Data Assimilation of AMSR-E Soil Moisture Retrievals and Analysis of Soil Moisture Spatial Variability
October 26, 2012 15:26:03
Description of Problem
Recent studies on the assimilation of Advanced Microwave Scanning Radiometer (AMSR-E) derived soil moisture retrievals focus on extracting anomaly signals embedded in the sensor data to improve the anomaly detection of land surface models. Utilizing only anomaly information does not address the issue of model bias, an issue which poses a challenge for most assimilation methods. Models are often biased due to uncertainties in the input parameters and deficiencies in model physics. In particular, the bias in the simulated soil moisture fields has a substantial impact on the estimation of land surface processes such as evapotranspiration (ET) and runoff since they are calculated based on the absolute value of soil moisture.
In contrast to anomaly information, the actual value of AMSR-E retrievals represents the spatial mean, and can be used to reduce model bias. Recognizing the need and the potential, an ensemble Kalman filter with a mass conservation constraint was developed to assimilate the actual value of AMSR-E retrievals without any scaling or preprocessing. This scheme uses different updating equations for the upper and lower two layers so that the bias in the upper two layers can be reduced using a conventional updating scheme while the lower two layers are updated through an equation conserving the mass within each soil column.
Scientific Objectives and Approach
Use multi-model ensemble to quantify the uncertainty associated with model physics and soil moisture state; in addition, assimilate NASA AMSR-E soil moisture retrievals to improve modeled soil moisture state and examine the impact of the assimilation on stream flow prediction.
Results using the Noah land surface model in the Little Washita watershed of Oklahoma show that the mass conservation scheme reduced the bias of estimated soil moisture fields in the entire soil profile and provide consistent flux estimates. The complete conventional updating scheme improved the bias near the surface layers but severely degraded the soil moisture estimates in the deeper profile, in addition to generating physically inconsistent base flow and loss of mass conservation. Figure 1 shows the comparison of simulated soil moisture at different depths from the control, data assimilation using the conventional updating scheme (DA) and data assimilation using the mass conservation updating scheme (DA MassCon).
Characterizing the spatial variability of soil moisture is important for modeling land surface processes due to their non-linear relationship with soil moisture. Numerical experiments have shown that loss of spatial variability can lead to degraded estimates of latent heat. Statistical distribution of soil moisture is also critical for designing validating networks for satellite missions. One of the key questions for designing ground validations networks is how many sampling locations are needed in order to capture the spatial mean value which is what measured by satellites. Failing to capture the spatial variability of soil moisture would lead to incorrect validation results.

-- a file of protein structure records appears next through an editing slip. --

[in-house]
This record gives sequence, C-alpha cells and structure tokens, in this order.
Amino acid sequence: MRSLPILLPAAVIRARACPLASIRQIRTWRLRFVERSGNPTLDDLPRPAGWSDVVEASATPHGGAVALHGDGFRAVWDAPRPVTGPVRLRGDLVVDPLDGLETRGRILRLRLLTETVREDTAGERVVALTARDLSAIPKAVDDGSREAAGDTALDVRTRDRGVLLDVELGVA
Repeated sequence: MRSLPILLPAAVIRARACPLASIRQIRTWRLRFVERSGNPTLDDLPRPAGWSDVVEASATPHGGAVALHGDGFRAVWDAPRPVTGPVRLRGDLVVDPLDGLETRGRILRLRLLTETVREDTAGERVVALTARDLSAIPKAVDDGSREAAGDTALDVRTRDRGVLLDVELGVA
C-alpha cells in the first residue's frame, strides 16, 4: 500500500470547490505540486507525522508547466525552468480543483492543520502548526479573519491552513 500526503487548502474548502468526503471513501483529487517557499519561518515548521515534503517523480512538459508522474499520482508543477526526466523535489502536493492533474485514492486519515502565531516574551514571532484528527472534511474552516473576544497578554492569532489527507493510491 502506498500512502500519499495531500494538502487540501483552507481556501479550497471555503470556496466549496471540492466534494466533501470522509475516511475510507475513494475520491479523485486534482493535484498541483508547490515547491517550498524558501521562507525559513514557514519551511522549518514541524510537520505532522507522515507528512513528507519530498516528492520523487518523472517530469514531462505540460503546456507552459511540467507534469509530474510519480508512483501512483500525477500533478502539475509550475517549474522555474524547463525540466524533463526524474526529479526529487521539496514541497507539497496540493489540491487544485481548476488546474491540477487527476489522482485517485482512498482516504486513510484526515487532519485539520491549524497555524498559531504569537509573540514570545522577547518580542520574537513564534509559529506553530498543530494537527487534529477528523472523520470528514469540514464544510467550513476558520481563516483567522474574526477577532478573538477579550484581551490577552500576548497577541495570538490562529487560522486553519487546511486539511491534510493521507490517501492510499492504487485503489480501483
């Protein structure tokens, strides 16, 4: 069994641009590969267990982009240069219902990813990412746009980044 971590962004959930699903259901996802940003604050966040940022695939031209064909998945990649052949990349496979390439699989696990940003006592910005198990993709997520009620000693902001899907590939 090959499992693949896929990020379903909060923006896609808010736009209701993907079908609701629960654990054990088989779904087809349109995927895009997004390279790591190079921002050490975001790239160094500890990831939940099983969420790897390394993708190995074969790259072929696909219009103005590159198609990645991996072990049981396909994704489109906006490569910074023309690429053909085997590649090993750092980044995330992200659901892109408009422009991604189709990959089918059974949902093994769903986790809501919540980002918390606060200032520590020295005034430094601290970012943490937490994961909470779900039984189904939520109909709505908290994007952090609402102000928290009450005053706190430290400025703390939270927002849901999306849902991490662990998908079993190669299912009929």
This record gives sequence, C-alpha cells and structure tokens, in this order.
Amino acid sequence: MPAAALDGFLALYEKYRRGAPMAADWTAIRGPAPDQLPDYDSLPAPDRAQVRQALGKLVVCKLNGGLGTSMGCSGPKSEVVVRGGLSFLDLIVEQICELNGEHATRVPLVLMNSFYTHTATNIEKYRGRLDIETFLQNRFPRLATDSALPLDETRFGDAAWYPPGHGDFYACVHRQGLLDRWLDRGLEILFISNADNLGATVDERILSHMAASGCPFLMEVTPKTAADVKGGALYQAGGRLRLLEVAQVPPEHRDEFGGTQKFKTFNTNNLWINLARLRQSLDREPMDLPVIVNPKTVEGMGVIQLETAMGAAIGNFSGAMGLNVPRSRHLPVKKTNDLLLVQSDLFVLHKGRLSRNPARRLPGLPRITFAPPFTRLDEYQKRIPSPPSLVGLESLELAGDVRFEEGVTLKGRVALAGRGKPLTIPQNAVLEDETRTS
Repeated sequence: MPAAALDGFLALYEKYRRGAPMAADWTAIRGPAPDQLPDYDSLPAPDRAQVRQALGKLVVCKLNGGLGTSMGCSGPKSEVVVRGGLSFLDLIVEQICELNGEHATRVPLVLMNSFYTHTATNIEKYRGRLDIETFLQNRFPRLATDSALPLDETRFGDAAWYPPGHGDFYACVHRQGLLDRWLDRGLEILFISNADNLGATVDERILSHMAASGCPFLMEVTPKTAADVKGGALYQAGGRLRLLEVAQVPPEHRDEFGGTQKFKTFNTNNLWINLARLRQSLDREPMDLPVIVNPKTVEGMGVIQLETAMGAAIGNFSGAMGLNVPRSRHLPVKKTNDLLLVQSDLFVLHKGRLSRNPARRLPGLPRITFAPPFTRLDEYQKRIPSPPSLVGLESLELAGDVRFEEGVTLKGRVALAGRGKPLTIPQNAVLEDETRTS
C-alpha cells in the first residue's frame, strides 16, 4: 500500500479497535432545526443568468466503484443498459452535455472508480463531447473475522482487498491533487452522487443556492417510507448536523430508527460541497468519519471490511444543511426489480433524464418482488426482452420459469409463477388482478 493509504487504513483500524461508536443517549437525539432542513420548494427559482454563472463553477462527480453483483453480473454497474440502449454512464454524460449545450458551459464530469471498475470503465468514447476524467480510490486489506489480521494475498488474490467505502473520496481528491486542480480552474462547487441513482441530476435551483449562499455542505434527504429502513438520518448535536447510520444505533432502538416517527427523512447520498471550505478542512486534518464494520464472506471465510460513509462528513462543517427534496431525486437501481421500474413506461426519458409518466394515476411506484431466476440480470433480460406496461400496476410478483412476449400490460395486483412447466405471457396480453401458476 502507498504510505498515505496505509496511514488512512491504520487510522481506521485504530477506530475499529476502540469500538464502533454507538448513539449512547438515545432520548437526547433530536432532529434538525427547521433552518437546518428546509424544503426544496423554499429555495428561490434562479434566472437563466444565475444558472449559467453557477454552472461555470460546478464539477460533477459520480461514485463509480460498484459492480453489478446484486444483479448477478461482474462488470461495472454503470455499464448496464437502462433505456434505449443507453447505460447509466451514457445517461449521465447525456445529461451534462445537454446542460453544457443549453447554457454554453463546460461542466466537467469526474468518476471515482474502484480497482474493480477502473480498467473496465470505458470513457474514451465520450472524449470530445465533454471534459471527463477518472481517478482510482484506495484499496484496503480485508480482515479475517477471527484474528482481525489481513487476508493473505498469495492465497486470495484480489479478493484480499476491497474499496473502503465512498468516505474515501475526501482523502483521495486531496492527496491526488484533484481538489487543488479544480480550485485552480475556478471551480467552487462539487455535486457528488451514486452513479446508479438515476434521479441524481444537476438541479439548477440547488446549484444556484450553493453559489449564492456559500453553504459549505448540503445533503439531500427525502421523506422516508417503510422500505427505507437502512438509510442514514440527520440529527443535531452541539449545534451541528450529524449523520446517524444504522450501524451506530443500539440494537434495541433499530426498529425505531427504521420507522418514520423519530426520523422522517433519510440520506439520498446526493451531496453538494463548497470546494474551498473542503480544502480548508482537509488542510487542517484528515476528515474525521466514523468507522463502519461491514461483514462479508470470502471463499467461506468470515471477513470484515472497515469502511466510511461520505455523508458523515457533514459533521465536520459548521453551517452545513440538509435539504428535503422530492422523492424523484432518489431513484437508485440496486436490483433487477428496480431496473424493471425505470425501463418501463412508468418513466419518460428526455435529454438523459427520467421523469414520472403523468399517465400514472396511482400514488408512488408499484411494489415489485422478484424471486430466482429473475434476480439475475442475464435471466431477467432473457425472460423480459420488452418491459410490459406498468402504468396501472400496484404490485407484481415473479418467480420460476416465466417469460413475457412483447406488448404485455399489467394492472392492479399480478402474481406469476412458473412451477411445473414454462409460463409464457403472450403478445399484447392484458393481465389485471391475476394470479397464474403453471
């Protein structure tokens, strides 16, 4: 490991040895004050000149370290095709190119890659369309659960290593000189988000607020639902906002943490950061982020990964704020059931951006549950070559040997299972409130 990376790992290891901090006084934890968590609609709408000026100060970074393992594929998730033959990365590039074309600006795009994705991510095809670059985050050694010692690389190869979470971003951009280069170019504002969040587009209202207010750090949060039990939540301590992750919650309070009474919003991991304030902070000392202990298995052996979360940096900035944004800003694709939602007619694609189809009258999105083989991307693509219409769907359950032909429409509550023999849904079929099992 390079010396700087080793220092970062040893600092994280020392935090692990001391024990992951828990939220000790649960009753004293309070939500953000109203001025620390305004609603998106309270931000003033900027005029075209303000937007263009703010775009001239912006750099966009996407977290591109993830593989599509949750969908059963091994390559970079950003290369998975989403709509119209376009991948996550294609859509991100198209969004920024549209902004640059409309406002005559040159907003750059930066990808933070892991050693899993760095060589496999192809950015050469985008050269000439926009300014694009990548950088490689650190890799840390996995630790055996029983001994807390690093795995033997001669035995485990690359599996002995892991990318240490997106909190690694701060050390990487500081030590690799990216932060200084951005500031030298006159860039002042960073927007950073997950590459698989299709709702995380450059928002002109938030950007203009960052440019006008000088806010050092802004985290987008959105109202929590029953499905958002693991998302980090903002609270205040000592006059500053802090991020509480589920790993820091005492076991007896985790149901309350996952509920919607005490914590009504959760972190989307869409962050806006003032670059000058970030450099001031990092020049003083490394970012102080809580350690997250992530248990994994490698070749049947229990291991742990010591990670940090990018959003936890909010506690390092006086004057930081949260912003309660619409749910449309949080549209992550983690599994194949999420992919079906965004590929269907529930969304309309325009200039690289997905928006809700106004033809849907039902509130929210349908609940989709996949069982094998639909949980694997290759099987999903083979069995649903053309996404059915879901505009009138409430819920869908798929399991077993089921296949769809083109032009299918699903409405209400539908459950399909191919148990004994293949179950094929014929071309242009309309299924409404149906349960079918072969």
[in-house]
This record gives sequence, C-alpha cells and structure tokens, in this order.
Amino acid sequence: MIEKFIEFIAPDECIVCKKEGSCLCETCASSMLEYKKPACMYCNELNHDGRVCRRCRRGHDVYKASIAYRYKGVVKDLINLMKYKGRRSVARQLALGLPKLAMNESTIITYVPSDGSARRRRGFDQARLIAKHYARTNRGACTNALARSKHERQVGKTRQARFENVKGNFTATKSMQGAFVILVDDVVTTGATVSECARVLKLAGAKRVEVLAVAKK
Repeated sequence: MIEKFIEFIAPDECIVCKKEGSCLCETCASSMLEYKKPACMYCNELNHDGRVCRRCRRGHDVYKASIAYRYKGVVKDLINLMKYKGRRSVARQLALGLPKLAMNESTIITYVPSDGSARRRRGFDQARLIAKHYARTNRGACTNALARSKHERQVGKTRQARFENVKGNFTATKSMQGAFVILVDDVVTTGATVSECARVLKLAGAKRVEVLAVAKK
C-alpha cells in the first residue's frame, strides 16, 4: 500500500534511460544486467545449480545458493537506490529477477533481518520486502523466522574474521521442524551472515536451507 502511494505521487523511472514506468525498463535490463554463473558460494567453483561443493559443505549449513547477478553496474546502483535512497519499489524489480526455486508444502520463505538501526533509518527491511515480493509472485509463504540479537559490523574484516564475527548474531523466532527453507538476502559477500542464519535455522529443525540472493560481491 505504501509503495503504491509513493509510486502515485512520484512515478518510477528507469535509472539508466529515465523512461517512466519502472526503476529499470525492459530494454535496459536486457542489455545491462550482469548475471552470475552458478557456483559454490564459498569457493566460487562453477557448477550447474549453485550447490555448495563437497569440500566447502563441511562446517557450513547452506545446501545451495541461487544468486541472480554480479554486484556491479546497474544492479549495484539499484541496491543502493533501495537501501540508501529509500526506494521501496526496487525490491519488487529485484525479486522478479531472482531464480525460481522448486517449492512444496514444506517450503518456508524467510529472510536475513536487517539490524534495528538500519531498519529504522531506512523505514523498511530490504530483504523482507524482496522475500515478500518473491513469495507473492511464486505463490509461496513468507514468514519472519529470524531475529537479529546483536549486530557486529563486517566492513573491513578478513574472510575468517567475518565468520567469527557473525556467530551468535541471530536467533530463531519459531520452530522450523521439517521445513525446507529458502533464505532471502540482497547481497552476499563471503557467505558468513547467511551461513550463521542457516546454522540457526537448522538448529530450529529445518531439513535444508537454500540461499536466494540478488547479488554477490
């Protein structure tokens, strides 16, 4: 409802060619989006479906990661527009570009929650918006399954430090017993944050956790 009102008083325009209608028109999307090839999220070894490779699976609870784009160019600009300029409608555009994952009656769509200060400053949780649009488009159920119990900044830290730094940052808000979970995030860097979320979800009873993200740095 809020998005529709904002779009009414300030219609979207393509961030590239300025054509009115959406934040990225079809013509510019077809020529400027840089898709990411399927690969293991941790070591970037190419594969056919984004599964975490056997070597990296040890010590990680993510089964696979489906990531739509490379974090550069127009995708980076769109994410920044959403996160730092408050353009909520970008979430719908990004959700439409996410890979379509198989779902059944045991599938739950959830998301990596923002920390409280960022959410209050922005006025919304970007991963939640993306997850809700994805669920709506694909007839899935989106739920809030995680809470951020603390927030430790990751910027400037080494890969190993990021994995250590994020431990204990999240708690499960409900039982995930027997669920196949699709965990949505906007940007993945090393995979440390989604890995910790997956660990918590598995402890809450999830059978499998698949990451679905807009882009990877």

Previous studies on soil moisture spatial variability have relied on data obtained from field campaigns which cover smaller spatial domains and lasted only a few weeks to 2 months. Seemingly conflicting conclusions have been reached regarding the relationship between soil moisture spatial variability and mean soil moisture values: some found spatial variability increases with increasing mean soil moisture and others found just the opposite.
In this study spatial statistics of in situ soil moisture measurements from the Soil Climate Analysis Network (SCAN), covering the continental US and over a 200-day period, were examined over three regions with different climates. The experimental design provides a full range of mean soil moisture values and, for the first time, allows for the revelation of climate dependent statistical features of soil moisture. It was found that the climate specific statistics are actually initiated by the boundedness of soil moisture which suppresses the spatial variability at zero and saturation. As shown in Figure 2, spatial variability decreases as the mean soil moisture approaches zero and saturation (about 0.45) and peaks at the mid-range of soil moisture, 0.2. Statistics of modeled soil moisture estimates, on the other hand, show less dependency on climate conditions due to the fact that the model relaxes to its preferred dynamic ranges which do not match those of in situ measurements. The key conclusion of this study is that in order to estimate the distributions of soil moisture within a given area, one must know the dynamic range of soil moisture because the spatial statistics of soil moisture depends on the mean soil moisture values. In addition, models need to capture the correct mean soil moisture ranges in order to correctly represent soil moisture spatial variability.
Two journal articles have been submitted based on these two studies and one presentation was given at American Geophysical Union Western Pacific Meeting held at Taipei, June 2010.
Fig. 1 – Comparison of soil moisture estimates from Control, DA and DA MassCon with in situ measurements at different depths.